What Does Justice Require? At Meyer, a Multi-faceted Approach to Grantmaking

As you heard last month from Vice President of Impact, Kim Melton, Meyer has been working to build the strongest program strategy we can, incorporating a mix of community voice, staff expertise and research from those who are walking the same path as we are — towards justice. One outcome from our learning journey has been that we now have three issues-based portfolios; Our Empowered Youth, Our Collective Prosperity and Our Resilient Places.

But our understanding of how change happens in the world compels us to come at the work from different angles. In addition to investments in topical areas, we must also take approaches that expressly focus on the root causes of injustice and foster the conditions necessary for transformational change and healing.

Meyer’s strategic initiatives represent another layer to our overall funding strategy. We’ve grouped a number of our ongoing funding efforts in this area, including the Justice Oregon for Black Lives initiative and the Oregon Immigrant and Refugee Funder Collaborative. Our developing work in the Together, We Rise and Our Shared Purpose focus areas also live under the strategic initiatives banner, along with our emerging funding framework to formalize support for tribal nations.

The funding in these areas is not entirely new, but I want to share more about how we view this work alongside and in addition to Meyer’s issues-based portfolios.

Justice demands redress and repair

If we are serious about racial justice in this country, then our work must include explicit strategies to lift up and support redress, repair and thriving for Black and Native communities.

The compounding impacts of genocidal violence, the theft of land and labor and other atrocities committed against African and Indigenous peoples continue to show up in disaggregated data for most life outcomes today.

This is why our Justice Oregon for Black Lives initiative is focused exclusively on priorities identified by an advisory committee of Black community members. Also, respecting tribal sovereignty means that Native nations don’t need to “fit” into Meyer’s other topically focused strategies to access support that is, simply put, owed to them.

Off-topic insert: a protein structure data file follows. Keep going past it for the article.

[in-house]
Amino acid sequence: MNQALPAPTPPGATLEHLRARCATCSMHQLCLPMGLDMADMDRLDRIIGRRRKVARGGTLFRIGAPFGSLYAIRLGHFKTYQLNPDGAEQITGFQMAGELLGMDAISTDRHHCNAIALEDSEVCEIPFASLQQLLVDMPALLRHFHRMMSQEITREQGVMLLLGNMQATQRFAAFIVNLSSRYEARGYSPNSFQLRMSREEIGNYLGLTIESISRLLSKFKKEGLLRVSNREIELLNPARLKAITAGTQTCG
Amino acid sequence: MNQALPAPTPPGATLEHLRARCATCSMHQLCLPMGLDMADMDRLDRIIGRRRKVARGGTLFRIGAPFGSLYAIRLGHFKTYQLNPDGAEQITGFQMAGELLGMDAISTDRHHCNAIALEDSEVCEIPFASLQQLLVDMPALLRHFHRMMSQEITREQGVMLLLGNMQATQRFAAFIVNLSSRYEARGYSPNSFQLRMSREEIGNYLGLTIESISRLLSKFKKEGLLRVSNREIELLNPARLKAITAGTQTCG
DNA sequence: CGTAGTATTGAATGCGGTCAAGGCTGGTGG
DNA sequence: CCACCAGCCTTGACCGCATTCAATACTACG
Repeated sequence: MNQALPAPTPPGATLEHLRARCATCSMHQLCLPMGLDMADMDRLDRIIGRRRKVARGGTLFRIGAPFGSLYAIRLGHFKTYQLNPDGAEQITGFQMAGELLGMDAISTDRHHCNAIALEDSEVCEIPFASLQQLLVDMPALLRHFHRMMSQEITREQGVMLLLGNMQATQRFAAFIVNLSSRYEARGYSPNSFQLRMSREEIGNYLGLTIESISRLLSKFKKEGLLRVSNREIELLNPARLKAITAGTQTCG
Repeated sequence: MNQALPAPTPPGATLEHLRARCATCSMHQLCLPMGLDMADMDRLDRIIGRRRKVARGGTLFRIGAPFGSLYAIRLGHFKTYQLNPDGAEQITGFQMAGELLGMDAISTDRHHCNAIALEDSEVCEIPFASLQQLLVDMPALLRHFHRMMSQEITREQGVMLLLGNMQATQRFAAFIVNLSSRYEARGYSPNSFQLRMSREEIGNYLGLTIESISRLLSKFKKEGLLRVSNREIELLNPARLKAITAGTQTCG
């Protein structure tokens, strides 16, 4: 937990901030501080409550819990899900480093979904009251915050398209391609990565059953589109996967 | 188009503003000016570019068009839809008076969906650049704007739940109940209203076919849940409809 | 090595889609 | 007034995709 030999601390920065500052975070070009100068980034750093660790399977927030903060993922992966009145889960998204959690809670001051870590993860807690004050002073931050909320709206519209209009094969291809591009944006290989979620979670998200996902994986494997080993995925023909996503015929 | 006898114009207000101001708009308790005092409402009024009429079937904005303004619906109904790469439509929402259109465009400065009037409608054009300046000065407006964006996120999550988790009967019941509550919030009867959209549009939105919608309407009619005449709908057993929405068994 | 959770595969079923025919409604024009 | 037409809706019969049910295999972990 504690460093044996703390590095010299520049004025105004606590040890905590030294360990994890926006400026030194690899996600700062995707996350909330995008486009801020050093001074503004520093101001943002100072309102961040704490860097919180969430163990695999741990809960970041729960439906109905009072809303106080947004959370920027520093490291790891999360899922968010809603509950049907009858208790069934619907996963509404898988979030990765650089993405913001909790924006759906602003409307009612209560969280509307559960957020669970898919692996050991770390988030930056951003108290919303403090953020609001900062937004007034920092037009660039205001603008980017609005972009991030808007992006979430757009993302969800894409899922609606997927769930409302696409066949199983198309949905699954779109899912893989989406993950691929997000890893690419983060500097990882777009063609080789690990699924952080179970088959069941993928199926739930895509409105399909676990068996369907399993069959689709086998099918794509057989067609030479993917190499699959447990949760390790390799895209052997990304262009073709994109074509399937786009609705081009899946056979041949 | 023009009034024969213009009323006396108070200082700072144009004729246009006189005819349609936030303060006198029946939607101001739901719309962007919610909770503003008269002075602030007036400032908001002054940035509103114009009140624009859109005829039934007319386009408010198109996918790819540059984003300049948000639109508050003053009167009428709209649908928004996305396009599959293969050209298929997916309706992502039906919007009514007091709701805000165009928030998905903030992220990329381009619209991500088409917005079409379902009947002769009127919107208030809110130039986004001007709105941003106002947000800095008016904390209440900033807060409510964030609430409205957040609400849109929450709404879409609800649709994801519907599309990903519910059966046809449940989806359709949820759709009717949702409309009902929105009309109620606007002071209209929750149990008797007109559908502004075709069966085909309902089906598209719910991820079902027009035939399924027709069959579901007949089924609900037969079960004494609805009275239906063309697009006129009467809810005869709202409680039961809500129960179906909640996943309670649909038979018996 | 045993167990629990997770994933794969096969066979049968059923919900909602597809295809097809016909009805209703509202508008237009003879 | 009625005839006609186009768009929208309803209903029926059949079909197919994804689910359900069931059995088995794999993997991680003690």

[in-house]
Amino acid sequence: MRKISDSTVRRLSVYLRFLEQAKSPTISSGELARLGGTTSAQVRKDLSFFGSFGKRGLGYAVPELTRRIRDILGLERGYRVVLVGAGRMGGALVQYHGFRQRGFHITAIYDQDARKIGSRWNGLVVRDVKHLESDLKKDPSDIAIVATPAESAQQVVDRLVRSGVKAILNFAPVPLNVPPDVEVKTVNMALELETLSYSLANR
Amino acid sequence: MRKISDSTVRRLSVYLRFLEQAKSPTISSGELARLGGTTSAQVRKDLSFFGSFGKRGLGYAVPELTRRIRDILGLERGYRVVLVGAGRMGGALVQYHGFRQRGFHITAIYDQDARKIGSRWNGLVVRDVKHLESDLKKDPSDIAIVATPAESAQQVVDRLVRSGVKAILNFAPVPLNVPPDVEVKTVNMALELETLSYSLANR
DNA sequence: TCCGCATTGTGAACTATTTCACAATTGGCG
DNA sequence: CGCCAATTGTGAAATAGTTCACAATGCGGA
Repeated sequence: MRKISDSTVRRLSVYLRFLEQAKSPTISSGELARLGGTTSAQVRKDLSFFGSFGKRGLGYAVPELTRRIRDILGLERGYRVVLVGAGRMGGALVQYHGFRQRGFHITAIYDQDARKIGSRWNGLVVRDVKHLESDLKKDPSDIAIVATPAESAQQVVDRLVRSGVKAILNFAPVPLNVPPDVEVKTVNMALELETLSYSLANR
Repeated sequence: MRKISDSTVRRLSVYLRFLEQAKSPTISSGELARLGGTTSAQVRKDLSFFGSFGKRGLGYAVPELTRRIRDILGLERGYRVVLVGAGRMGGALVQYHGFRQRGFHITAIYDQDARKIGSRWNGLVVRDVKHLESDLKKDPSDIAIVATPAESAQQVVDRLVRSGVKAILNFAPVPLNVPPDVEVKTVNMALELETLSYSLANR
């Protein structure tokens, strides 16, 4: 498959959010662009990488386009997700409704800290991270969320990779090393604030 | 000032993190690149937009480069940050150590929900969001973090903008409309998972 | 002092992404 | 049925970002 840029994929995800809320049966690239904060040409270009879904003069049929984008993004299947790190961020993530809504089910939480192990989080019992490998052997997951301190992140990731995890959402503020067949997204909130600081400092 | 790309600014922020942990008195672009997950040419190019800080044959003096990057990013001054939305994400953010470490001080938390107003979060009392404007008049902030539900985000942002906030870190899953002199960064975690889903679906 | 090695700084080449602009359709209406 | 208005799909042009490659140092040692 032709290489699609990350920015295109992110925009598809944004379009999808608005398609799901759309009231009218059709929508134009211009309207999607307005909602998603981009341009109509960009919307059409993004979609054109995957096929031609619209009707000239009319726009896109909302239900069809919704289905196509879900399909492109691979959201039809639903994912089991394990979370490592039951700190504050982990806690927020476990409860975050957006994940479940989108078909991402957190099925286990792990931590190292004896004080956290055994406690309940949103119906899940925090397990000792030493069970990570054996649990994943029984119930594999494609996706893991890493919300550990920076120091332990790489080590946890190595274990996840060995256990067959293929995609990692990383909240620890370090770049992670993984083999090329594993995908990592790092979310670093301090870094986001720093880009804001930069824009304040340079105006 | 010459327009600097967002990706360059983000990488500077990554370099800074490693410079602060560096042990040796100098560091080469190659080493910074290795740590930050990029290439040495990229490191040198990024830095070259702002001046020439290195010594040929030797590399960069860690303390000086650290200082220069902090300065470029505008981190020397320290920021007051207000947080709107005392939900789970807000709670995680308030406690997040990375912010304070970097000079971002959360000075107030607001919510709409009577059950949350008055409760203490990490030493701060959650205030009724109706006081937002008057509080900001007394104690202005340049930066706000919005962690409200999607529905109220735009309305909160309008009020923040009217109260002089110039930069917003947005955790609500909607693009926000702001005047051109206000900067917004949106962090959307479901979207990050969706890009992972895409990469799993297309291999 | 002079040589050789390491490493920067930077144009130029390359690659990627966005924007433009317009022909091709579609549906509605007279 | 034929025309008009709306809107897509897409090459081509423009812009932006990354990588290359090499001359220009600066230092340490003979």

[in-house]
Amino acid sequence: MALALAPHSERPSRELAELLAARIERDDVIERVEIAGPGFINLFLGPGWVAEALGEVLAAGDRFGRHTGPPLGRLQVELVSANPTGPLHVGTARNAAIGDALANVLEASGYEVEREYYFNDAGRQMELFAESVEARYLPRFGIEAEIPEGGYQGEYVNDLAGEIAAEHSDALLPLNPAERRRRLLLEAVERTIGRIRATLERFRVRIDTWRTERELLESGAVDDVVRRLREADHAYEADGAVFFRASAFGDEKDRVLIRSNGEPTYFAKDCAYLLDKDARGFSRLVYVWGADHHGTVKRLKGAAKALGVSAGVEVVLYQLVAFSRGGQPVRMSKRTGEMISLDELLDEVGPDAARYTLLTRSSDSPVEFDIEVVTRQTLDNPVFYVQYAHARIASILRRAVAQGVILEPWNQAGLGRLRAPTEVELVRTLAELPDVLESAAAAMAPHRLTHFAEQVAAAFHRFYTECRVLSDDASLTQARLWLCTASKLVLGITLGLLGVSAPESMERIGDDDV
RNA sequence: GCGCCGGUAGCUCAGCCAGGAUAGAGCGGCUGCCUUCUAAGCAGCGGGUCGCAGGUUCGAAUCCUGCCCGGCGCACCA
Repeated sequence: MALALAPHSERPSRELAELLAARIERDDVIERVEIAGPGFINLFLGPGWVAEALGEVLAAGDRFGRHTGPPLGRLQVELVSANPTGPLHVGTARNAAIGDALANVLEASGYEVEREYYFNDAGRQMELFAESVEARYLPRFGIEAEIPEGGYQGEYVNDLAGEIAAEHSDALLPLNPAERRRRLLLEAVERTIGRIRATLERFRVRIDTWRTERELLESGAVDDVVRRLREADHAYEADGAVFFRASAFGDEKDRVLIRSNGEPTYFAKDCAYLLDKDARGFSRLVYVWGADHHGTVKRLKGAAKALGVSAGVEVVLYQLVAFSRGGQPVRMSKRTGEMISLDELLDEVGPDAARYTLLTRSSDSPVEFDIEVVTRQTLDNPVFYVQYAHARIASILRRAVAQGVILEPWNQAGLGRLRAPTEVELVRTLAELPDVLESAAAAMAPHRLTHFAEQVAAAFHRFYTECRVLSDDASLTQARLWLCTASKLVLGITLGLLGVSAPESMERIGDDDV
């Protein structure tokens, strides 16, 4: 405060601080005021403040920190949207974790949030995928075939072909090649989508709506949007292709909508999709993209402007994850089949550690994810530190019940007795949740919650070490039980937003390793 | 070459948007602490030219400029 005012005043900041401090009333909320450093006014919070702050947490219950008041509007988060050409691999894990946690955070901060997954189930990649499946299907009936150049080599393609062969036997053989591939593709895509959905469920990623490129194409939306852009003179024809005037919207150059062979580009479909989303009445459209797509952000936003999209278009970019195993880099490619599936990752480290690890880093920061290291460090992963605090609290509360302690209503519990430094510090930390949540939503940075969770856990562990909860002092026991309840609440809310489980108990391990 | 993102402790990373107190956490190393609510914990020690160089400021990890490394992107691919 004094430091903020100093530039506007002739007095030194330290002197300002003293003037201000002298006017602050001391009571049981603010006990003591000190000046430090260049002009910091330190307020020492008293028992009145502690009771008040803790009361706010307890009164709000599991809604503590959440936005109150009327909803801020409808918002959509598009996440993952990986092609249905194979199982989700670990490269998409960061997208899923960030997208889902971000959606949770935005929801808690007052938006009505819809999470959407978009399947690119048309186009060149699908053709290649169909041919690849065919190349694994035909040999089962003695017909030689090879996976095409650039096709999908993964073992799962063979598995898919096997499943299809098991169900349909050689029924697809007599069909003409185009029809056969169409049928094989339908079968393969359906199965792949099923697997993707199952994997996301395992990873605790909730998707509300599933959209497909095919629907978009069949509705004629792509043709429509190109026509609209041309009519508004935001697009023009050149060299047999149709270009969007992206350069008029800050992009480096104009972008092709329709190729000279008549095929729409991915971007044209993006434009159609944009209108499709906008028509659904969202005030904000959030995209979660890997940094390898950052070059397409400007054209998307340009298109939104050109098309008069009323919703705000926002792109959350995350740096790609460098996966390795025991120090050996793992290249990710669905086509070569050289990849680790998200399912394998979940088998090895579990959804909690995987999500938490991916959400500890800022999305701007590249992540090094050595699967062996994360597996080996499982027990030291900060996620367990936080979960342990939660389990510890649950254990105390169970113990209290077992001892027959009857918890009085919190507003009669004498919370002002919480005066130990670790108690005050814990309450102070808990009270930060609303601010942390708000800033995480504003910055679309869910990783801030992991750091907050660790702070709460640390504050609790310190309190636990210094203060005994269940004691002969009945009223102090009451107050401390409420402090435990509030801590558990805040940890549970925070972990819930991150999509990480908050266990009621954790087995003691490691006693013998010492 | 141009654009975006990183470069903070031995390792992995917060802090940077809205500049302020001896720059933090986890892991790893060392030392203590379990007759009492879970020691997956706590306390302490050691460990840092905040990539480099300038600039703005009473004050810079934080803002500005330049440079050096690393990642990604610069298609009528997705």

Our funding must also include explicit strategies to support integration, belonging and thriving for immigrant and refugee communities. That is why Meyer has been a leading member of the Oregon Immigrant and Refugee Funder Collaborative since its founding in 2016.

Oregon, and our nation, has always been and continues to be buoyed, sustained and enriched in myriad ways by the labor and countless other contributions of immigrants and refugees. This is despite being excluded from many opportunities and benefits and being alternately disregarded and vilified for political purposes.

Justice requires shifting power

Long-term power building for communities most impacted by injustice is also part and parcel of working for transformational change. That is why our Together, We Rise initiative will support leadership development, civic engagement, organizing, movement building and field infrastructure. The focus here isn’t on particular issues, but on the capacity for collective action of an interconnected progressive movement, led by impacted communities, to achieve and hold onto wins. There is an emphasis on healthy democracy in this initiative and intersectional work that cuts across issues. That’s evident in the work of grantees like Oregon Futures Lab, Basic Rights Oregon, Rural Organizing Project, Oregon Donor Alliance, and Intersect to name just a few.

Justice requires collaboration

Systems of oppression run on division and separation, so dismantling them will require many forms of coming together. This is true for neighbors, communities, movements and, yes, funders. That is why Meyer will look for opportunities to partner with philanthropic peers and cross-sector entities to work with Shared Purpose. We can each bring the best of our particular resources to bear so that the whole of our effort can be greater than the sum of our well-intentioned individual actions.

Those who follow our grantmaking closely will notice that the themes of Meyer’s initiatives — support for Black, Native and immigrant and refugee communities, long-term power-building, and partnerships and collaboration – show up across our portfolios as well. Of course! These are so key that we’re intentional about a multi-layered approach, combining dedicated and diffused support.

We are so excited to move forward with grantmaking in initiatives, which will be by invitation only this year. Next month, Director of Programs and Policy, Nancy Haque will share more about Meyer’s issue-focused portfolios, which will start taking applications in late summer.